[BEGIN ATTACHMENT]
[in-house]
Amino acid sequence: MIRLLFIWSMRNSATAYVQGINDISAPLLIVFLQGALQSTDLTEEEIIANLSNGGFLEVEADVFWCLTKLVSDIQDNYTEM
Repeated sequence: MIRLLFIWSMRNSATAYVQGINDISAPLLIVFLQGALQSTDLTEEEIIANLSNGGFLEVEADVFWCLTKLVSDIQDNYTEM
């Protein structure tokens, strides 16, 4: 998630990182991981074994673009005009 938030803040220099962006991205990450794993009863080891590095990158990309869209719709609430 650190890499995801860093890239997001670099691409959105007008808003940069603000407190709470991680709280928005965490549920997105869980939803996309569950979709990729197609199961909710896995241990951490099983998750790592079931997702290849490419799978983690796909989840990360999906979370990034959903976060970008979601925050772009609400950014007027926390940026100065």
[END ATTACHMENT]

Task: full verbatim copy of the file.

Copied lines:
[in-house]
Amino acid sequence: MIRLLFIWSMRNSATAYVQGINDISAPLLIVFLQGALQSTDLTEEEIIANLSNGGFLEVEADVFWCLTKLVSDIQDNYTEM
Repeated sequence: MIRLLFIWSMRNSATAYVQGINDISAPLLIVFLQGALQSTDLTEEEIIANLSNGGFLEVEADVFWCLTKLVSDIQDNYTEM
């Protein structure tokens, strides 16, 4: 998630990182991981074994673009005009 938030803040220099962006991205990450794993009863080891590095990158990309869209719709609430 650190890499995801860093890239997001670099691409959105007008808003940069603000407190709470991680709280928005965490549920997105869980939803996309569950979709990729197609199961909710896995241990951490099983998750790592079931997702290849490419799978983690796909989840990360999906979370990034959903976060970008979601925050772009609400950014007027926390940026100065």